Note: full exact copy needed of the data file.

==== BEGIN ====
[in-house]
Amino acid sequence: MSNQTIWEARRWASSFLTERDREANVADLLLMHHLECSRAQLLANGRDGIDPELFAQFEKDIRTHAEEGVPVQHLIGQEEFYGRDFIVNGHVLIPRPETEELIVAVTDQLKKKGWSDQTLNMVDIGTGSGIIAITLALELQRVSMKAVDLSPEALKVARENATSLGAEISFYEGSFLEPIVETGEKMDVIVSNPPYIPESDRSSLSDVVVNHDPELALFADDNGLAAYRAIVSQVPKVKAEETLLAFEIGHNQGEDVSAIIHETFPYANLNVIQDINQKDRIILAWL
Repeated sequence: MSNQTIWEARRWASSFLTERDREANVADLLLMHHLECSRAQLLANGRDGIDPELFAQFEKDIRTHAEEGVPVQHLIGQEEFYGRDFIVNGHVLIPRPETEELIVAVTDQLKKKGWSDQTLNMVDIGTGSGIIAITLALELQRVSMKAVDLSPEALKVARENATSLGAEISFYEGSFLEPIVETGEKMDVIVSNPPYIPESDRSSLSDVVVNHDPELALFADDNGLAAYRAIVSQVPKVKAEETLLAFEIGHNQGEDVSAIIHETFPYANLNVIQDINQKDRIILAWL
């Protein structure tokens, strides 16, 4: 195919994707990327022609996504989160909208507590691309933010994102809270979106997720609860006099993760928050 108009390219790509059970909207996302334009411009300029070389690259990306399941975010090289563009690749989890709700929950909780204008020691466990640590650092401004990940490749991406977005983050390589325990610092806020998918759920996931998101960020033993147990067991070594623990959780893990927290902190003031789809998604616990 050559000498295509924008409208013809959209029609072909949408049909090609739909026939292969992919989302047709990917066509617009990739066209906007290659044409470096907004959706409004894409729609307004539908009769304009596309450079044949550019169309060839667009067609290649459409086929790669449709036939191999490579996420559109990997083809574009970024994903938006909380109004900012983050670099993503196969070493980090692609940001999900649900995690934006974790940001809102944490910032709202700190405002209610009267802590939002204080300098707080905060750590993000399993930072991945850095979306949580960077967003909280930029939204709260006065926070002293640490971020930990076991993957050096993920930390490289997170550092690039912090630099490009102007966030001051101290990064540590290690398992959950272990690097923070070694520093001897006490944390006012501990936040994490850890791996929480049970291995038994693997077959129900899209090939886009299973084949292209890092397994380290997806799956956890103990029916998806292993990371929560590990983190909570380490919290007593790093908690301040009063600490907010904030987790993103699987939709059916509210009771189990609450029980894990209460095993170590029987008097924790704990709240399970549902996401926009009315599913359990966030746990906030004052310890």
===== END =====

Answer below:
[in-house]
Amino acid sequence: MSNQTIWEARRWASSFLTERDREANVADLLLMHHLECSRAQLLANGRDGIDPELFAQFEKDIRTHAEEGVPVQHLIGQEEFYGRDFIVNGHVLIPRPETEELIVAVTDQLKKKGWSDQTLNMVDIGTGSGIIAITLALELQRVSMKAVDLSPEALKVARENATSLGAEISFYEGSFLEPIVETGEKMDVIVSNPPYIPESDRSSLSDVVVNHDPELALFADDNGLAAYRAIVSQVPKVKAEETLLAFEIGHNQGEDVSAIIHETFPYANLNVIQDINQKDRIILAWL
Repeated sequence: MSNQTIWEARRWASSFLTERDREANVADLLLMHHLECSRAQLLANGRDGIDPELFAQFEKDIRTHAEEGVPVQHLIGQEEFYGRDFIVNGHVLIPRPETEELIVAVTDQLKKKGWSDQTLNMVDIGTGSGIIAITLALELQRVSMKAVDLSPEALKVARENATSLGAEISFYEGSFLEPIVETGEKMDVIVSNPPYIPESDRSSLSDVVVNHDPELALFADDNGLAAYRAIVSQVPKVKAEETLLAFEIGHNQGEDVSAIIHETFPYANLNVIQDINQKDRIILAWL
């Protein structure tokens, strides 16, 4: 195919994707990327022609996504989160909208507590691309933010994102809270979106997720609860006099993760928050 108009390219790509059970909207996302334009411009300029070389690259990306399941975010090289563009690749989890709700929950909780204008020691466990640590650092401004990940490749991406977005983050390589325990610092806020998918759920996931998101960020033993147990067991070594623990959780893990927290902190003031789809998604616990 050559000498295509924008409208013809959209029609072909949408049909090609739909026939292969992919989302047709990917066509617009990739066209906007290659044409470096907004959706409004894409729609307004539908009769304009596309450079044949550019169309060839667009067609290649459409086929790669449709036939191999490579996420559109990997083809574009970024994903938006909380109004900012983050670099993503196969070493980090692609940001999900649900995690934006974790940001809102944490910032709202700190405002209610009267802590939002204080300098707080905060750590993000399993930072991945850095979306949580960077967003909280930029939204709260006065926070002293640490971020930990076991993957050096993920930390490289997170550092690039912090630099490009102007966030001051101290990064540590290690398992959950272990690097923070070694520093001897006490944390006012501990936040994490850890791996929480049970291995038994693997077959129900899209090939886009299973084949292209890092397994380290997806799956956890103990029916998806292993990371929560590990983190909570380490919290007593790093908690301040009063600490907010904030987790993103699987939709059916509210009771189990609450029980894990209460095993170590029987008097924790704990709240399970549902996401926009009315599913359990966030746990906030004052310890």